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Systemic Issues Will Continue to Jolt General Electric

Covid-19 has decimated the energy conglomerate but its issues run deeper than the virus

In my previous article, I mentioned how General Electric (NYSE:GE) stock is a bad investment and will continue to be so for the foreseeable future. Since then, not a lot has changed. In fact, things have gotten a tad bit worse, with shares trading at historic lows.

The General Electric (GE) logo on a building
Source: Sundry Photography / Shutterstock.com

You know things went pear-shaped when there is a book out regarding your failed business strategies. Thomas Gryta and Ted Mant explore what went wrong with GE in ‘Lights Out.’ I am sure it’s an exciting read, but the issues plaguing GE are hardly a mystery.

With its aviation business in tatters due to the novel coronavirus pandemic and a significant portion of its healthcare business sold, it’s not a good time if you are a GE stockholder. Adding to its woes is the balance sheet — which is highly encumbered at this point. Total debt to EBITDA stood at 6.27 times — hardly cause for celebration, especially when sales are falling.

I am sure the company will pare down debt from proceeds received from the sale of Danaher (NYSE:DHR). Although a welcome development, General Electric will still struggle as the recovery period for Covid-19 is still vague at this point.

Because of these deep-seated issues, it will be ambitious for anyone to advocate investing in GE stock at the moment. Best to continue maintaining your distance.

Nonexistent Air Support for GE stock

We all know what Covid-19 has done to air travel. State governments are trying their level best to make sure citizens remain safe through enacting strict stay-at-home policies. Unfortunately, this has led to a steep drop in air traffic. Due to this, GE’s aviation business saw a substantial revenue fall in the first quarter. The division is critical to General Electric’s fortunes. If sales do not recover quickly, the company’s investment-grade ratings will be in serious trouble.

The latest quarter saw negative free cash flow to the tune of $1.3 billion. It is down significantly on a sequential basis from $5.027 billion in 2019.

Boeing (NYSE:BA) and Airbus (OTCPK:EADSY) delivered 10 and 36 commercial jets in June compared to 37 and 76 deliveries, respectively, in June 2019. Rolls-Royce (OTCPK:RYCEY) and GE provide the engines for these companies. Naturally, with orders down, revenues for the companies will remain stressed in the near and medium-term.

Segment Issues

One of the major concerns coming out of the sale of GE’s BioPharma business is that its healthcare business stands substantially depleted. In 2019, the biopharma business represented $1.3 billion out of $2.5 billion in total.  Without the impetus of this division, GE Healthcare CEO Kieran Murphy believes the unit will report low single-digit sales growth in 2020, with things expected to improve marginally next year.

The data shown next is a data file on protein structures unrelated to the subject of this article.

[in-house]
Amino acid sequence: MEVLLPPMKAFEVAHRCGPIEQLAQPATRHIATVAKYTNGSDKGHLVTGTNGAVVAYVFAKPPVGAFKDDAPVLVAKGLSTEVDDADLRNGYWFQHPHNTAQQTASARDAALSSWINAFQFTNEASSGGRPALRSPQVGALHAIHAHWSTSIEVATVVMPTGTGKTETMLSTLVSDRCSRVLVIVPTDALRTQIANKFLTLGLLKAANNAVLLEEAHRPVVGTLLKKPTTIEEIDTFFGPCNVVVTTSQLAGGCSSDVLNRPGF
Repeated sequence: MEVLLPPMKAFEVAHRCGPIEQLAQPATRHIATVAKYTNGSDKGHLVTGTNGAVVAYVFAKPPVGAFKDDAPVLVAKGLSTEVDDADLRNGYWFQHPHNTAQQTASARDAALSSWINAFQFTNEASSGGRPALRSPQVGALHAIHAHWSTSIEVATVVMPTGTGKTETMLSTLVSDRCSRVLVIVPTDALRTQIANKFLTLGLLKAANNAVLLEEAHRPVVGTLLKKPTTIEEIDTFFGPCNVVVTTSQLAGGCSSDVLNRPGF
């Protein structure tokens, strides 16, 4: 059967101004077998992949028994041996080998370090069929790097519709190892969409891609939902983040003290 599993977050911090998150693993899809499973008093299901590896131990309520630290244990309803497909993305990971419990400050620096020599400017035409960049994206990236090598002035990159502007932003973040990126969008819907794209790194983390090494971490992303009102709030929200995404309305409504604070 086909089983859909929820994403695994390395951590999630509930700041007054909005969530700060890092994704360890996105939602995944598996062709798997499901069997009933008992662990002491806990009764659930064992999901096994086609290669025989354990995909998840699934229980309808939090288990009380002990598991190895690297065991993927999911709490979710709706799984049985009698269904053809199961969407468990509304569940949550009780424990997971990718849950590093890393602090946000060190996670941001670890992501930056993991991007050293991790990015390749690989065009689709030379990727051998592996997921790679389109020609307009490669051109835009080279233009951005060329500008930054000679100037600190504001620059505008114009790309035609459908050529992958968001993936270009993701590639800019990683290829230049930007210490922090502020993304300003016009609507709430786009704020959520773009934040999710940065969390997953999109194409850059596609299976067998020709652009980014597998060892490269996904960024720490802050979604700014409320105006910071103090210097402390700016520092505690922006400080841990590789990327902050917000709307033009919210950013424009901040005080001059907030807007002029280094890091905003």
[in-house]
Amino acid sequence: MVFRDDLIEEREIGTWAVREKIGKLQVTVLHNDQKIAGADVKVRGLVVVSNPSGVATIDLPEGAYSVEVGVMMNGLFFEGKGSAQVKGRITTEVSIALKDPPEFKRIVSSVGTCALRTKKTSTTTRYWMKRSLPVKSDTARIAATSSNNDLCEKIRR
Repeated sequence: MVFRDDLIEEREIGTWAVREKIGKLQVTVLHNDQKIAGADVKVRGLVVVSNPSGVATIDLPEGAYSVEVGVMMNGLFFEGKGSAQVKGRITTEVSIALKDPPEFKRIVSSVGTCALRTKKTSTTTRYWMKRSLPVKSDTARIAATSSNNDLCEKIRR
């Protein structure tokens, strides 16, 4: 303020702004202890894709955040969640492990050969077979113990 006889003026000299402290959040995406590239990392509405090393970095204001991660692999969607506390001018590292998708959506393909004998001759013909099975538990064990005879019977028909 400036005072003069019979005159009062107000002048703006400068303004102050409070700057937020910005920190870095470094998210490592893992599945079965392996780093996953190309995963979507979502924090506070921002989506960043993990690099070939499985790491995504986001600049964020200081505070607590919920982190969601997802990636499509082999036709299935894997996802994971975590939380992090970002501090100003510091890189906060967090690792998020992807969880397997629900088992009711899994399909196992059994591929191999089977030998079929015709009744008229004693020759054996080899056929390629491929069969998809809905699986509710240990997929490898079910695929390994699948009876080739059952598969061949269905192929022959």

That is concerning since the company’s aviation, and power business is not growing at a healthy clip.  CEO Larry Culp has done an excellent job of cutting costs, paying down debt, and scaling down where possible, but the demand is not there at the moment to effect a turnaround. At a time when the company is bleeding cash, you cannot expect the CEO to sanction additional power or renewables projects.

GE Digital Is Still an Enigma

In 2014, former GE CEO Jeff Immelt unveiled an ambitious plan to transform General Electric into an industry-leading software giant. His vision ultimately led to GE Digital; a software company focused on providing solutions to the manufacturing sector.

The new division was expected to rake in $15 billion a year in revenue by 2020. Recently, Culp revealed the digital business was “close to break-even,” so the original plans for the division have not materialized.

GE spent a sizeable chunk of its revenues to get this division up and running. Since General Electric does not release numbers connected with this unit, we can only guess what the future holds for this division.

Final Word on GE Stock

General Electric is a household name in the US and is certainly a lot of nostalgia attached to its shares. However, other companies within the division offer better fundamentals at attractive multiples. As I mention in this piece, there are several missteps that General Electric committed, which is why they find themselves in this predicament.

Larry Culp and the senior management at GE deserve a lot of credit in trying to get the company back to greener pastures. However, investors will be wary of pouring capital into a stock that has so many innate issues.

GE stock remains a sell for me.

Faizan Farooque is a contributing author for InvestorPlace.com and numerous other financial sites. He has several years of experience in analyzing the stock market and was a former data journalist at S&P Global Market Intelligence. His passion is to help the average investor make more informed decisions regarding their portfolio. He does not directly own the securities mentioned above.


Article printed from InvestorPlace Media, https://investorplace.com/2020/07/systemic-issues-will-continue-to-jolt-ge-stock/.

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